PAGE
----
BBC workers vote to strike after 70% of members reject new pay offer

BBC: Tim Davie says ‘people are clearly worried’

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BBC journalists are poised to follow in the footsteps of ambulance workers, nurses, postal workers and others by going on strike. A National union of Journalists memo seen by says 70 percent of those who voted had opposed the corporation’s proposals over Local Radio sharing, which would cut the number of local programmes on Local BBC Radio.

The memo explains that the result, allied to a consultative ballot a fortnight ago when members backed industrial action, the union would now move to a formal ballot.

The BBC will be written to this week, with the ballot papers will go out to all NUJ members working in BBC Local the week starting February 6.

After the three-week ballot, industrial action is being planned for the week beginning March 13.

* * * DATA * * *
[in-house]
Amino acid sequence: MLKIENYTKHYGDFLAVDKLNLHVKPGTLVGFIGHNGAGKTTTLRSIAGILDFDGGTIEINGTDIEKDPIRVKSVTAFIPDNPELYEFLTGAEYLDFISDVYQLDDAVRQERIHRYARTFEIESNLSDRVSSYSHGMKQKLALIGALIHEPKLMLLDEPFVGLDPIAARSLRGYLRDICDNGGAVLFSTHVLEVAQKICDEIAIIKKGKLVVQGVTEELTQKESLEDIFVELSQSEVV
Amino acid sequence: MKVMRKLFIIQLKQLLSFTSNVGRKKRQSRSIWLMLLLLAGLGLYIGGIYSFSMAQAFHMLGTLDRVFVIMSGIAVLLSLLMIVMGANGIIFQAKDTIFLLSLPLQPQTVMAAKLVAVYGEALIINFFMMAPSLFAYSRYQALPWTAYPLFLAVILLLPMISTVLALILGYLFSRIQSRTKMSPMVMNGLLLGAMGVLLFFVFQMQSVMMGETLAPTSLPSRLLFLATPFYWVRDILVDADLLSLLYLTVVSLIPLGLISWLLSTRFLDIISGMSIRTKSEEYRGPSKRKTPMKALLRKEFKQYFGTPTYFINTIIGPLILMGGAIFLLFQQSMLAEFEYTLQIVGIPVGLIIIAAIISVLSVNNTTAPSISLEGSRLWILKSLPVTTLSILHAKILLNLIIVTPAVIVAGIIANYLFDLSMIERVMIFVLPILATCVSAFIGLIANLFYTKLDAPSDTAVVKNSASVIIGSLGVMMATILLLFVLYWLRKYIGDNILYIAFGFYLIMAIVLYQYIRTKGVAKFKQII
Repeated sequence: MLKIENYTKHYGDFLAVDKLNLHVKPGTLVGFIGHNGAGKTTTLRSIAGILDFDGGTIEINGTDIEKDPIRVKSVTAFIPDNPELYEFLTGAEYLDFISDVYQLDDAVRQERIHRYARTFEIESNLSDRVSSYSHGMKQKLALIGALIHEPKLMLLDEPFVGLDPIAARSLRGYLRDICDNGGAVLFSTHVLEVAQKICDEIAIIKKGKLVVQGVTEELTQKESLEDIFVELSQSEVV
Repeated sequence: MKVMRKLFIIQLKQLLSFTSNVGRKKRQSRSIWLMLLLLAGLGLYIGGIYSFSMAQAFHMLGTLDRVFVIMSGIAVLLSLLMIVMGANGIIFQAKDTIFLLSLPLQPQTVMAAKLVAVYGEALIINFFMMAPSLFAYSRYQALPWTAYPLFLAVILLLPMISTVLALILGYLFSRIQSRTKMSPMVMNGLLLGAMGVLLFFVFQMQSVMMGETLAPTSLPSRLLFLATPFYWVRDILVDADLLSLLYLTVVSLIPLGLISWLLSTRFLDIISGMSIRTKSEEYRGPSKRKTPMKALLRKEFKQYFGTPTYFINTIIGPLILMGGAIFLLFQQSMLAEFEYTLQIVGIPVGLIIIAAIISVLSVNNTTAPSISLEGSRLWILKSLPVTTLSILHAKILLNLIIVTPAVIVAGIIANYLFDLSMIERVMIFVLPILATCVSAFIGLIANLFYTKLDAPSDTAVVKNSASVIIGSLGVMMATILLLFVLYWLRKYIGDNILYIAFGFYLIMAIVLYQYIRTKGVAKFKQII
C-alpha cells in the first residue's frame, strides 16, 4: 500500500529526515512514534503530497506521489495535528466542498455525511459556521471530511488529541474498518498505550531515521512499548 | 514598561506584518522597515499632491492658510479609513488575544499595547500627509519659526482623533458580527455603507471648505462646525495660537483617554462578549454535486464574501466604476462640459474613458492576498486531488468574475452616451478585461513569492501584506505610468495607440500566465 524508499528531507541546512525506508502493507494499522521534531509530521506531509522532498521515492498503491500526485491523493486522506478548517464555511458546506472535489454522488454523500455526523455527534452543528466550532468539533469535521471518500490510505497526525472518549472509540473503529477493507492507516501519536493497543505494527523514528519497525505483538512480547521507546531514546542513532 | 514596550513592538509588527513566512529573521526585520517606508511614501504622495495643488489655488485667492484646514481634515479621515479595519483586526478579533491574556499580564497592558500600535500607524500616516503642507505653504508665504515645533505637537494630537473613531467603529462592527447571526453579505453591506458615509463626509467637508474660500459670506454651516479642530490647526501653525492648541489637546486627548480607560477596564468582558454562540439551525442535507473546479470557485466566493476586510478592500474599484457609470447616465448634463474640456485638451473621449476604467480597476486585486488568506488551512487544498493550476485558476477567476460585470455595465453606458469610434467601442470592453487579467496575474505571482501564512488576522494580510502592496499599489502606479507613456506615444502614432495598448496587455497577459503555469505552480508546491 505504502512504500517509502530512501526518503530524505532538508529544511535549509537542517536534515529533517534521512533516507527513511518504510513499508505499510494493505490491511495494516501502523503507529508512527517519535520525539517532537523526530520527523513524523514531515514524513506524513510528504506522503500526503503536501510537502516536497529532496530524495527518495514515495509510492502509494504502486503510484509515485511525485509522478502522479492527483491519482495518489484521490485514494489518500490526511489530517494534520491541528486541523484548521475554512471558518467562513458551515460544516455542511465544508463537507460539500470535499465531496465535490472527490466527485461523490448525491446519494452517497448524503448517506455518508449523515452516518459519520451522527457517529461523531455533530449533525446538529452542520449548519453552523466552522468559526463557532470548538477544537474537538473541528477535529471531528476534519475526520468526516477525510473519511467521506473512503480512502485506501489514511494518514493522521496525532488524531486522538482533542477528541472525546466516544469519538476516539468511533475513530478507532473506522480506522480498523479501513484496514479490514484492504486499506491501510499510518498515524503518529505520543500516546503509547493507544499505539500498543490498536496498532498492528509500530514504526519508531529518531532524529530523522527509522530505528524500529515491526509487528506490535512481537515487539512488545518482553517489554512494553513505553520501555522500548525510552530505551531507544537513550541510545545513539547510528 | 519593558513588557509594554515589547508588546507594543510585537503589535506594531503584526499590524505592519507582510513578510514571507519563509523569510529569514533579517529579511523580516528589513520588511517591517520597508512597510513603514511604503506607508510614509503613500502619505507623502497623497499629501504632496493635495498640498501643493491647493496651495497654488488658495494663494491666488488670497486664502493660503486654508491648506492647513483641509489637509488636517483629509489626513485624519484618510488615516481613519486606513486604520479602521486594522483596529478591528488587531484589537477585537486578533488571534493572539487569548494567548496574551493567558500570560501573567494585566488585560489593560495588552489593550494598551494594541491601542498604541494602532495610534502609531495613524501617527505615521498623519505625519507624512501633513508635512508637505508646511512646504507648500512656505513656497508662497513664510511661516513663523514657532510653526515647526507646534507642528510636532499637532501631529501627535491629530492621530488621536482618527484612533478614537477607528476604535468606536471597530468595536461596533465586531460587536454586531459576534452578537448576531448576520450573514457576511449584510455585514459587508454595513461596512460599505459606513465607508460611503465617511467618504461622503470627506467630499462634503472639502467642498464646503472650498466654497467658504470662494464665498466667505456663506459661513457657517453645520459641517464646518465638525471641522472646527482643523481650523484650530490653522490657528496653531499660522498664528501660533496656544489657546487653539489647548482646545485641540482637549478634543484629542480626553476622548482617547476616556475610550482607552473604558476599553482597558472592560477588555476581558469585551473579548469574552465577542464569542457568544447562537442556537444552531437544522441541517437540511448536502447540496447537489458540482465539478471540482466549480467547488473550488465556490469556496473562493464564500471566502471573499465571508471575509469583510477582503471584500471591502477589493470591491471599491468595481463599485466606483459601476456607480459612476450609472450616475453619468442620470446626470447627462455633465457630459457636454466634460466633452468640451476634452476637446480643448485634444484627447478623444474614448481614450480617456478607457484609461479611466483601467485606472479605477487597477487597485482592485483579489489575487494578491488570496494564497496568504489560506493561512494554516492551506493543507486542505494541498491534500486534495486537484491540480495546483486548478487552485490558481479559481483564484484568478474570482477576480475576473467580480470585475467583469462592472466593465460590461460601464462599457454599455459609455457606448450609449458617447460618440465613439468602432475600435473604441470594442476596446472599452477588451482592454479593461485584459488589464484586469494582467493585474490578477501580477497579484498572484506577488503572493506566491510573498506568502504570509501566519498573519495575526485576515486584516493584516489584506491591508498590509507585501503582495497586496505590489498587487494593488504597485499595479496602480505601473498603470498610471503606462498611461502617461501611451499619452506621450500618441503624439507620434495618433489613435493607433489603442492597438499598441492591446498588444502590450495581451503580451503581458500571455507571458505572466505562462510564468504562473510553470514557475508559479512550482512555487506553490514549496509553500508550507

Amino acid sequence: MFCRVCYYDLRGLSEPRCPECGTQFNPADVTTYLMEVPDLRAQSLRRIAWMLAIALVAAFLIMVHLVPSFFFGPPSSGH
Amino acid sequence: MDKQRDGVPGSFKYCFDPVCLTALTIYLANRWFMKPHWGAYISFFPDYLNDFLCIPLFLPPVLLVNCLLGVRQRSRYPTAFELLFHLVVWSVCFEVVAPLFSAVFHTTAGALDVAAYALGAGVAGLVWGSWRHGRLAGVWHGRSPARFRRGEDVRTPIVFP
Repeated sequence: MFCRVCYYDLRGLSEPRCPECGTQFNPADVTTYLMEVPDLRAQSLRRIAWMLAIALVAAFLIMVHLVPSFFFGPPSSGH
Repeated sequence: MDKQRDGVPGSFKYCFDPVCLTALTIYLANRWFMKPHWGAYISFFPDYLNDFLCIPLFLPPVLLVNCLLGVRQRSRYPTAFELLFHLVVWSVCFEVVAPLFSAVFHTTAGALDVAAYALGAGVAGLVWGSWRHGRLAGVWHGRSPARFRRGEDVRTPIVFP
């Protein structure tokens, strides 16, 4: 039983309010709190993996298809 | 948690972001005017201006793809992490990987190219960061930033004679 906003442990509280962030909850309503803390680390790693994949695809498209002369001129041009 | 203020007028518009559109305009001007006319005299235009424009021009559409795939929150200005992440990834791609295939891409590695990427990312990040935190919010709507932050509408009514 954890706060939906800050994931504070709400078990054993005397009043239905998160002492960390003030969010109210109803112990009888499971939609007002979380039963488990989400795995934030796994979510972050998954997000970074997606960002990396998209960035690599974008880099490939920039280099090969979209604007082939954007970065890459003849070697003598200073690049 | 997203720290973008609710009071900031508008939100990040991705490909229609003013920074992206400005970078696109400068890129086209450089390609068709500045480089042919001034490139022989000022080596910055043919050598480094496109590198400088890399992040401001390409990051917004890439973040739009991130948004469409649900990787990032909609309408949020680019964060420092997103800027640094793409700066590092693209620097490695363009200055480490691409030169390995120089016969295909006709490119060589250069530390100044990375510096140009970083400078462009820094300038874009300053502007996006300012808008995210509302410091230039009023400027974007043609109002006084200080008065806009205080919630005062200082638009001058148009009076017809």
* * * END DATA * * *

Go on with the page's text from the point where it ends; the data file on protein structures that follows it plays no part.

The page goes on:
The memo explains: “Industrial action isn’t something we resort to easily but the BBC have made it clear that the offer on the table regarding programme sharing is their final one and they now intend to move forward with their plans, starting with advertising some new roles including those of Presenter/Producer.

“That leaves us with no option but to move to a formal ballot.”

In accordance with the BBC’s proposals, there will in future be six regionsd, under new Audio Editors, covering North West/North East, Yorkshire and Lincolnshire, Midlands, London and East, South, and South West.

As a result, 139 posts in local radio will be jeopardised, with a voluntary redundancy drive is being launched effective immediately.

BBC Director of Nations Rhodri Talfan Davies and BBC Director of England Jason Horton defended the plans last month, with the former insisting: “We are keeping 39 local stations across England.

“We are keeping local bases of at least 25 staff in each of our local bases and strengthening the size of our local news teams.

“This is fundamentally not about a reduction in services.

“It’s about making sure our portfolio of local services that we deliver across radio, television and online keep pace with the way audiences are changing.”

Asked about specific pairing of stations, he added: “Do I think the exact model we’ve announced will be the one we implement, I doubt it, because you live and you learn.” has approached the NUJ and the BBC for comment.

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